As a personal brand, it's very important that you take charge of the reputation you have, both online and off. The more people who know you and recommend your services, the better for your brand.

    Most professionals understand the value of client feedback and testimonials. You get a significant edge over others offering the same services when someone recommends or refers you, or when someone gives you glowing feedback.

    There is a drawback when it comes to online testimonials and recommendations. Because the competition is so fierce, some unscrupulous

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  • Recommendations when You’re New

    Being new to an industry is very exciting, but it can also be quite daunting. Though you may be confident in the knowledge and skills you have, there is still the fact that you don't have any experience yet, and this is what's going to differentiate you from all the others who have a world of experience backing them.

    Yet don't be discouraged - after all, everyone started out new at one time or another. The major hurdle is getting that first client; after that, it typically gets easier, since you now have someone who can recommend you or refer you to others in need of your services.

    But how do you get past this major hurdle? How do you get recommendations when you're new? What do you tell a client when they ask about your past experience doing the job? What do you do?

    Be honest

    Though you may be tempted to tell people that you aren't new to the industry, this is not going to do you any good. First of all, you can't really back it up since you are a newbie. Secondly, lies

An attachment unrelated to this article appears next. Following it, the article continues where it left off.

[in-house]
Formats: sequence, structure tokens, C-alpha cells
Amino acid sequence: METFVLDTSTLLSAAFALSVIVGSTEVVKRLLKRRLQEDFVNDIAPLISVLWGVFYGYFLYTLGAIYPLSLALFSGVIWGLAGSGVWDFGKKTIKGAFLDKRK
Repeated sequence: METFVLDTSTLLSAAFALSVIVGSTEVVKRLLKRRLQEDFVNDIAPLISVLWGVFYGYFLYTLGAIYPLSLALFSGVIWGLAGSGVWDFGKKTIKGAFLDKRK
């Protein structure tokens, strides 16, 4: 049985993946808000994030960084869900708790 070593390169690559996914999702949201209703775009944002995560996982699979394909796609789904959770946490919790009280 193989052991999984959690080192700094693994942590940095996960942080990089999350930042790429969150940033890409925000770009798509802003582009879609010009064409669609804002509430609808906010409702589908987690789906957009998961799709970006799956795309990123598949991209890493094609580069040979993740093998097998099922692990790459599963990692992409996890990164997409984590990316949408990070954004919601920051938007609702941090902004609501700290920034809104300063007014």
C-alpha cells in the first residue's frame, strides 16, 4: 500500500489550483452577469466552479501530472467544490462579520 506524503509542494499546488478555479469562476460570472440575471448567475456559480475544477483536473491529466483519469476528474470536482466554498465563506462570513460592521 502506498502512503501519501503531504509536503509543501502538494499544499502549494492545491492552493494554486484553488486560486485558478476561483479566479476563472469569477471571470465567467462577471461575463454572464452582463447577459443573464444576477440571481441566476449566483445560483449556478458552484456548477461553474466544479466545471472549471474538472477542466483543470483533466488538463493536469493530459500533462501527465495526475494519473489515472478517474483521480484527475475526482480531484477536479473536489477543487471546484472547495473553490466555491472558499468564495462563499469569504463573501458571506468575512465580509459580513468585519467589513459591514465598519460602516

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  • One Baby Step

    Is there one small item - something as low as $1 that your prospects could buy from you?

    Could it be a trial offer that costs just $1, and a payment of significantly more - if the trial offer proves to be valuable and effective?

    We all think of hitting home runs, of developing the killer app, closing the monster deal or getting the absolutely ideal job.

    What if you could get exactly what you want, it's just that you started really, really small. Micro-small.

    We know it's true with learning new skills and unlearning bad habits. Almost everything good starts with a baby step. Try to knit a whole scarf - you can't at one time. You can only make one stitch at a time.

    Can't read a whole 200 page book in an instant or consume a whole 16 ounce steak in one bite. Got to take it all a bit or a bite at a time.

    Do this today. Break down your biggest goal - or your unfulfilled resolution - into micro-dots along a line toward the ideal result. Create the tiny points - maybe

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  • 15 Questions to Test Your Hostility Level

    Answer these questions (honestly - no one will know but you):

    1. An office mate eats a sandwich with a whole lot of onions

    a. I consider his odor might increase my chances for a promotion

    b. I consider telling him he's stinking up the place

    2. My IT consultant leaves after fixing my computer - it goes down the next day

    a. I call him up and tell him what a miserable job he did

    b. I call him up and let him know what happened

    3. I am waiting in the express line at the bank that says: "loan payments only."

    a. I check my voicemail and Facebook account for updates

    b. I look ahead to see who's got a deposit slip or cash in their hands

    4. The news is filled with stories about the number of foreclosures in the US